In 1962 the Berlin Senate commissioned Ludwig Mies van der Rohe (1886 - 1969) to build a museum in the city to house 20th-century art. The Neue Nationalgalerie (New National Gallery), constructed 1965-68, was the only building erected by the architect in Germany during the post-war period. The museum is a landmark of modern architecture and is listed as a protected monument by the State of Berlin.
No major work has been done on the building since it opened in 1968 almost 50 years ago. 2015 marks the beginning of a four-year project of refurbishment and modernisation, the contract having been awarded to David Chipperfield Architects in 2012. Founded by David Chipperfield in 1985, with offices in London, Berlin, Milan and Shanghai, the company specialises inter alia in cultural projects. Chipperfield headed the reconstruction of Berlin’s Neues Museum (New Museum) on the Museumsinsel Berlin (Museum Island), which re-opened in 2009, and designed the James Simon Gallery, currently under construction there.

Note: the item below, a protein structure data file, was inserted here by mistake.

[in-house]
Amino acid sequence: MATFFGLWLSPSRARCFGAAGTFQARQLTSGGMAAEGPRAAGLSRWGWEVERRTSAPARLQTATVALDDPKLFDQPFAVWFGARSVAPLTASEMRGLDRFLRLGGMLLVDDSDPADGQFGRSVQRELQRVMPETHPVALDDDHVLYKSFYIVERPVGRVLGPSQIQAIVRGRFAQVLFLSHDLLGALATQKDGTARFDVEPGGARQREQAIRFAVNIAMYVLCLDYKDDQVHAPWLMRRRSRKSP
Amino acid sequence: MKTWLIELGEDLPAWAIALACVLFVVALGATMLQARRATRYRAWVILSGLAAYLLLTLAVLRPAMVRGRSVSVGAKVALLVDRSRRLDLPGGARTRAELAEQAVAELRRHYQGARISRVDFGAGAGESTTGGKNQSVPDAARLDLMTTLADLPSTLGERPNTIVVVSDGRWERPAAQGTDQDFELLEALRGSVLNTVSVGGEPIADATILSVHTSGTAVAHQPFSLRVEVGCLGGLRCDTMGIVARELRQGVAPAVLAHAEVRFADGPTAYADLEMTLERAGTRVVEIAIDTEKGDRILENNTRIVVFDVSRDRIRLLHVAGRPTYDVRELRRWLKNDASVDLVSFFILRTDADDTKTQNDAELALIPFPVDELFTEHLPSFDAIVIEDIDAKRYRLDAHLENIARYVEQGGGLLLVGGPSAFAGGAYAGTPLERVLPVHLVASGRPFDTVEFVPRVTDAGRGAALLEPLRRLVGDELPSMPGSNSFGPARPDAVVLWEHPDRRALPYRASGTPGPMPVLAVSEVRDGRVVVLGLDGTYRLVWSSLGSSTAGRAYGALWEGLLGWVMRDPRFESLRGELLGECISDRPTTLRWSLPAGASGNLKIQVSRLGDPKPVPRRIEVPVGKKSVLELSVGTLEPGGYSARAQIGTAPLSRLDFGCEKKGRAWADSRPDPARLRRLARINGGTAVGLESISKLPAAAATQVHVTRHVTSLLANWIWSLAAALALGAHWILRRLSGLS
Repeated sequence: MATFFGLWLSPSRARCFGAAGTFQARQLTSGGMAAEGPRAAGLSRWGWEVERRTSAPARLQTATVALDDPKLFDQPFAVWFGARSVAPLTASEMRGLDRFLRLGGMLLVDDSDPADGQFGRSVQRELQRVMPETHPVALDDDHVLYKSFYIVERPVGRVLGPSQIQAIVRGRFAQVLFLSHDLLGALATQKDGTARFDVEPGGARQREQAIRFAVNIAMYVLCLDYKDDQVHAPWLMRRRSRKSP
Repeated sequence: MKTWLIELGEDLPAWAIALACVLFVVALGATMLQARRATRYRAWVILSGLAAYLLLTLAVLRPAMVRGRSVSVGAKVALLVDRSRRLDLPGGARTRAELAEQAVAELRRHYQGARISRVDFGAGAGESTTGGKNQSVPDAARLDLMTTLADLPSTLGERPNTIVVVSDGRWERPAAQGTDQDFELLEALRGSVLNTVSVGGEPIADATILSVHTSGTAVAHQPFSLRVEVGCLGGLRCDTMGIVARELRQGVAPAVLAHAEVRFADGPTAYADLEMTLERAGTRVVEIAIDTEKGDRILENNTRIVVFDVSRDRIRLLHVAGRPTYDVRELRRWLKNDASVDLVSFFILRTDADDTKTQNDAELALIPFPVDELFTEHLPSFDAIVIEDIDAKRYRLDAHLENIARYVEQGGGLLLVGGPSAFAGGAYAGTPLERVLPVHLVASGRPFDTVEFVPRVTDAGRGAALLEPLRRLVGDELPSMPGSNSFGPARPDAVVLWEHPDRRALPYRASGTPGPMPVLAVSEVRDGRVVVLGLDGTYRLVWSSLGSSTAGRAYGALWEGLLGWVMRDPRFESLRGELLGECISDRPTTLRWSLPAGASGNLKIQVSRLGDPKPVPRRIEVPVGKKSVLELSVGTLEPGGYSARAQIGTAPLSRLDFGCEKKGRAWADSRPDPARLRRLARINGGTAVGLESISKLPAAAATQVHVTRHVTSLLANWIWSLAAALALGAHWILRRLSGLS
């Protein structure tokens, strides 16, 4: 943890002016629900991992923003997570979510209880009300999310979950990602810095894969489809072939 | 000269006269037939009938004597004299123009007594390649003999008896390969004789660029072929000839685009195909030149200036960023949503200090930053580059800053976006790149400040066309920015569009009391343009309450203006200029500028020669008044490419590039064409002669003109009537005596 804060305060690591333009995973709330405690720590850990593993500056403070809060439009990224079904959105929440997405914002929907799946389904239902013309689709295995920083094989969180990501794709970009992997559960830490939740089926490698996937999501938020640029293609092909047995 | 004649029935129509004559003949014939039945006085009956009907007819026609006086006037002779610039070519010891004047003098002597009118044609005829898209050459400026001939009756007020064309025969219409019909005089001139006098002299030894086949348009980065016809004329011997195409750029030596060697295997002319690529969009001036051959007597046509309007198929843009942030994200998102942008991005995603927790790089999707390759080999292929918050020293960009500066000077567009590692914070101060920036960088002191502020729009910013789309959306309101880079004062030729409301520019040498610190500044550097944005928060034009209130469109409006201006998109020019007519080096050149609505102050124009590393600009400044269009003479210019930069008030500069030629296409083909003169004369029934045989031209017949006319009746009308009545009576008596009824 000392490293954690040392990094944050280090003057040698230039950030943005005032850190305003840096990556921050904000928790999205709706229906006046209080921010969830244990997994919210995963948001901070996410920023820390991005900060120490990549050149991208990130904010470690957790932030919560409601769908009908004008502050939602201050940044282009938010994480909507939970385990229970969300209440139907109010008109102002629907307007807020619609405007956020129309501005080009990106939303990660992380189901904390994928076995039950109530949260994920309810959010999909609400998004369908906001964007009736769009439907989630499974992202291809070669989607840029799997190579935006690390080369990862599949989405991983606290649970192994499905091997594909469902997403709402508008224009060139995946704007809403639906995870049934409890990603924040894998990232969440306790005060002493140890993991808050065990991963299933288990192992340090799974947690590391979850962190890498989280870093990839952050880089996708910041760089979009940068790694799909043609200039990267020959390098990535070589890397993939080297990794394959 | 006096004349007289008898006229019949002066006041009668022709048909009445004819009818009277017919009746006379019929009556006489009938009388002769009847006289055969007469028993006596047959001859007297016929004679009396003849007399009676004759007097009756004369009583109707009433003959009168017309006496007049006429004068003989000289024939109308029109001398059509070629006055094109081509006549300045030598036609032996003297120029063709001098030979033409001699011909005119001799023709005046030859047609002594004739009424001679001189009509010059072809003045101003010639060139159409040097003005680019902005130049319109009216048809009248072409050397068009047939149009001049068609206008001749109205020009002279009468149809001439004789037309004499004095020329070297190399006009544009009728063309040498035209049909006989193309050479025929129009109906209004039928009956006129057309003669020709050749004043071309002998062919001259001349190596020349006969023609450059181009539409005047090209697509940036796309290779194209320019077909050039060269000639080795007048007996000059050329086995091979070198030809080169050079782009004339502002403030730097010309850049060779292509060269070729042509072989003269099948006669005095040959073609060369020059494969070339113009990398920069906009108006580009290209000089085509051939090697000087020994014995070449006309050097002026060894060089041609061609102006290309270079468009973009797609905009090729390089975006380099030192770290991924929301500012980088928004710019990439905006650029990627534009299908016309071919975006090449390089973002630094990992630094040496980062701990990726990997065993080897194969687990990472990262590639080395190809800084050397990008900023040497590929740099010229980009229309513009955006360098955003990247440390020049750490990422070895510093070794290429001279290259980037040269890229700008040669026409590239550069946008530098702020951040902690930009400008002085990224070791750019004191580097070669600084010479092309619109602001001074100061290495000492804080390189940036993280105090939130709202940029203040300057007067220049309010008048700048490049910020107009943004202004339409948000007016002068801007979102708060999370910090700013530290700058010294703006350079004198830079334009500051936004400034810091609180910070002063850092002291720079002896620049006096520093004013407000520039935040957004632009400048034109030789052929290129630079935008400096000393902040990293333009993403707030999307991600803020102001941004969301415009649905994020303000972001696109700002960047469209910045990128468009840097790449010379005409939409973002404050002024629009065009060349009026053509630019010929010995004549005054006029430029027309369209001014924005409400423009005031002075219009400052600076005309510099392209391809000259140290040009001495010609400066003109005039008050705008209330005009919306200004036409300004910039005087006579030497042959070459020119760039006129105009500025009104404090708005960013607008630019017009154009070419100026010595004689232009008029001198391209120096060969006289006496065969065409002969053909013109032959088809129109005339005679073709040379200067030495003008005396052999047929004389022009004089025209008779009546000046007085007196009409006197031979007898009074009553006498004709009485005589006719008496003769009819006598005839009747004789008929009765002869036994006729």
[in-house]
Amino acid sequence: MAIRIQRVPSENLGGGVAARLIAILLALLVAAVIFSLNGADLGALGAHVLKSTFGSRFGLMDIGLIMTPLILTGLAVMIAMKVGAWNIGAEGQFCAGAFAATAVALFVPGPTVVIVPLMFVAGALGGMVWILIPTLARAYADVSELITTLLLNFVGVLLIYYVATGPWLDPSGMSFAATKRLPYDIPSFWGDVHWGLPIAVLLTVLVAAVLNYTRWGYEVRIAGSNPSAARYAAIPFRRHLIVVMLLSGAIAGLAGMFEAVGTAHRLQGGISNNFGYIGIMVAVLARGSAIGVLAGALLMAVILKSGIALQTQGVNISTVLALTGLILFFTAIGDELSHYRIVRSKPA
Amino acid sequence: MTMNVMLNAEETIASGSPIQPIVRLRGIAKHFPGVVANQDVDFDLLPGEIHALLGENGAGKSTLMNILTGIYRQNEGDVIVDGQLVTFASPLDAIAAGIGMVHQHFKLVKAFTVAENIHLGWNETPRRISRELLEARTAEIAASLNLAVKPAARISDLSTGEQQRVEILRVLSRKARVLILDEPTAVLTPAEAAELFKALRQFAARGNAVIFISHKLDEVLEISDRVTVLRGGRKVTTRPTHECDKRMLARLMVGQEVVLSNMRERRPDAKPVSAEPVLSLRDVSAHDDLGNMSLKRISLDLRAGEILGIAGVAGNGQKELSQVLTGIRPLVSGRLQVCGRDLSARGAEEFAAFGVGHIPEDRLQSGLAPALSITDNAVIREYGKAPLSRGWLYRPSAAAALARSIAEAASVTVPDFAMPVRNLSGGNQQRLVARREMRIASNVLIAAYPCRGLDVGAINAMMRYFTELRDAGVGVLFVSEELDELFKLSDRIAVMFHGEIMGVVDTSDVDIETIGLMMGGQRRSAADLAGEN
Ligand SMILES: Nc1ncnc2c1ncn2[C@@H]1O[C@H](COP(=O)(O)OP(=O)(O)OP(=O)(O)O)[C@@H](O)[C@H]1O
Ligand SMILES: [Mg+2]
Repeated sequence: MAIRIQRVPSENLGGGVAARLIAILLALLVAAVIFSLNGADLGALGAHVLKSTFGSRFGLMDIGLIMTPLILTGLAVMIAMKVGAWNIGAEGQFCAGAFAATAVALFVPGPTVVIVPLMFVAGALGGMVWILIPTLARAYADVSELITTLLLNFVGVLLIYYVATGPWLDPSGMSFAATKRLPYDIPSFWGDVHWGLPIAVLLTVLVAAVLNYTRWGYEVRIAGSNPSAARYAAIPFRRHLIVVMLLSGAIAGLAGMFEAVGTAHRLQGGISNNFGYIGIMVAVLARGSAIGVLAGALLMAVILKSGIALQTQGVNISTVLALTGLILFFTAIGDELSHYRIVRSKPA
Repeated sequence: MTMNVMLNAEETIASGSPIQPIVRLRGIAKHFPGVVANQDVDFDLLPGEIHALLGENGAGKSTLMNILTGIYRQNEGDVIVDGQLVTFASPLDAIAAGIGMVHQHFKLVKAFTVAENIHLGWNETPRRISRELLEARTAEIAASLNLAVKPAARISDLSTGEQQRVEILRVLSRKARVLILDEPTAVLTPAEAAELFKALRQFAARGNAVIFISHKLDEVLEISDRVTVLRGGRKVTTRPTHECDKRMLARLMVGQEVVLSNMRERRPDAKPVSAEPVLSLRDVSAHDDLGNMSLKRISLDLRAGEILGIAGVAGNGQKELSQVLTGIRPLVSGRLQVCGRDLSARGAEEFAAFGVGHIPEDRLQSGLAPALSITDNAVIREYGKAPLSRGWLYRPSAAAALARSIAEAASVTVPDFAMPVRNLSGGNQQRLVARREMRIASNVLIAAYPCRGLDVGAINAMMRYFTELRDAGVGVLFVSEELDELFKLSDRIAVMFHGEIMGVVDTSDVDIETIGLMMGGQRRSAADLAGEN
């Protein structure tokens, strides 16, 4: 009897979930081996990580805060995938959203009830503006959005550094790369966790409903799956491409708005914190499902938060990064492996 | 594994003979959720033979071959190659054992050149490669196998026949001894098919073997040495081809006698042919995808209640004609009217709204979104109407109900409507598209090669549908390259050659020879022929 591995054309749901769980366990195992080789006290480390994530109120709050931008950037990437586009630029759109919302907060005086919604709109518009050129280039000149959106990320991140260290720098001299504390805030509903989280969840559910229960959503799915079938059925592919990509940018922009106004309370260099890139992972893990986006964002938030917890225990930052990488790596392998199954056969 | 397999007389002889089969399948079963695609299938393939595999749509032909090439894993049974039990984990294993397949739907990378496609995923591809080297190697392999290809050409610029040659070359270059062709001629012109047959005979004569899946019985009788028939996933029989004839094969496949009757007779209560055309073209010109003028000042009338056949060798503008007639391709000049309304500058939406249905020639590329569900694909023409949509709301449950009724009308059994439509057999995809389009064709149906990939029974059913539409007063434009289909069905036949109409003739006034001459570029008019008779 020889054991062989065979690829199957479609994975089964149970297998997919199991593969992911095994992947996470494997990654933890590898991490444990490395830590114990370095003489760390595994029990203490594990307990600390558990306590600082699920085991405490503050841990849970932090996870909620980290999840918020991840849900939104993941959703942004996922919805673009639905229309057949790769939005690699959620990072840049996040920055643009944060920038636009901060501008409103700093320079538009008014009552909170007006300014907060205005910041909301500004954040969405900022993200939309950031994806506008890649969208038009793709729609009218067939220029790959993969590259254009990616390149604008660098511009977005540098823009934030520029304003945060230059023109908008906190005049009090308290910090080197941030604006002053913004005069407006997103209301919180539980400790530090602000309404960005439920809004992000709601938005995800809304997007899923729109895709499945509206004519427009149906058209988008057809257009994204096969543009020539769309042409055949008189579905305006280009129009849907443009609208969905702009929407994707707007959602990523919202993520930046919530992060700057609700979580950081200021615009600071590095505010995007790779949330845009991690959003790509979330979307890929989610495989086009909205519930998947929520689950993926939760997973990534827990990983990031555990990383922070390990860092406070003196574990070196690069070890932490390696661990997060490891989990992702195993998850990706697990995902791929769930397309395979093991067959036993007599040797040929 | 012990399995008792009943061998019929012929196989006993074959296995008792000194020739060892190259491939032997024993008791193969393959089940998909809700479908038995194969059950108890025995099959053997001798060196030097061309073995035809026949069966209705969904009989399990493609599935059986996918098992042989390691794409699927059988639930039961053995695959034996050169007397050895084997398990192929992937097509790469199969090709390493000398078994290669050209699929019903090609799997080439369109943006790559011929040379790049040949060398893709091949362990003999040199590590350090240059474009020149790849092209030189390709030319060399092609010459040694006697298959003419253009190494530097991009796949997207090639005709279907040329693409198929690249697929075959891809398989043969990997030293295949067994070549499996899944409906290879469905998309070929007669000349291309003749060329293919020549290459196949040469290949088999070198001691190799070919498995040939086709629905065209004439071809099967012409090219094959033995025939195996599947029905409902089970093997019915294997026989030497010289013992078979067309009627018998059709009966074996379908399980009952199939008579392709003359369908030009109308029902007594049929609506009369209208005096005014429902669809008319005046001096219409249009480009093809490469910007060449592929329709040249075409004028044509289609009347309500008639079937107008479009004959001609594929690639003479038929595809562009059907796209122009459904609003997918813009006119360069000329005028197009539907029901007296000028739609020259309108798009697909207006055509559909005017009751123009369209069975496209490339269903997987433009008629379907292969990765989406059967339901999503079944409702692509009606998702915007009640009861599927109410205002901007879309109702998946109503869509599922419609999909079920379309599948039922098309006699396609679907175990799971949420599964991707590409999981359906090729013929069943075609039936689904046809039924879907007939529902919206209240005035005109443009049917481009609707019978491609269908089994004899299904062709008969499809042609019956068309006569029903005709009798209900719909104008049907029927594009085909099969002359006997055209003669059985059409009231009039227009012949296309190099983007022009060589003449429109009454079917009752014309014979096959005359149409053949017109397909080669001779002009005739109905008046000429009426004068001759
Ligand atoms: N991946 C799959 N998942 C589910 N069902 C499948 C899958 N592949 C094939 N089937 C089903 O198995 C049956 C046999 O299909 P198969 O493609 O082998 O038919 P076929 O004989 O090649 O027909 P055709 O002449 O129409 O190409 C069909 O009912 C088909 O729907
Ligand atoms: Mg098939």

The aim of the Neue Nationalgalerie refurbishment project is to repair all damaged features and correct serious safety deficits. Works include fire-prevention measures, renovation of the entire exterior, removal of the root cause of glass breakage, an overhaul of the concrete shell and the renewal of building technology. The building must also meet the requirements of a modern museum with regard to issues such as air conditioning, safety, lighting, storage functions and visitor services.
The managers of this major repair project will liaise closely with the Landesdenkmalamt (Berlin Office for Monument Protection). The common goal is to preserve the visual aspect of the building and retain as much of the historical structure as possible. As refurbishment cannot take place during opening hours, the museum will be closed for the duration of works.
Construction is expected to be completed in April 2021. The building will reopen a few months after the finalised construction handover has taken place.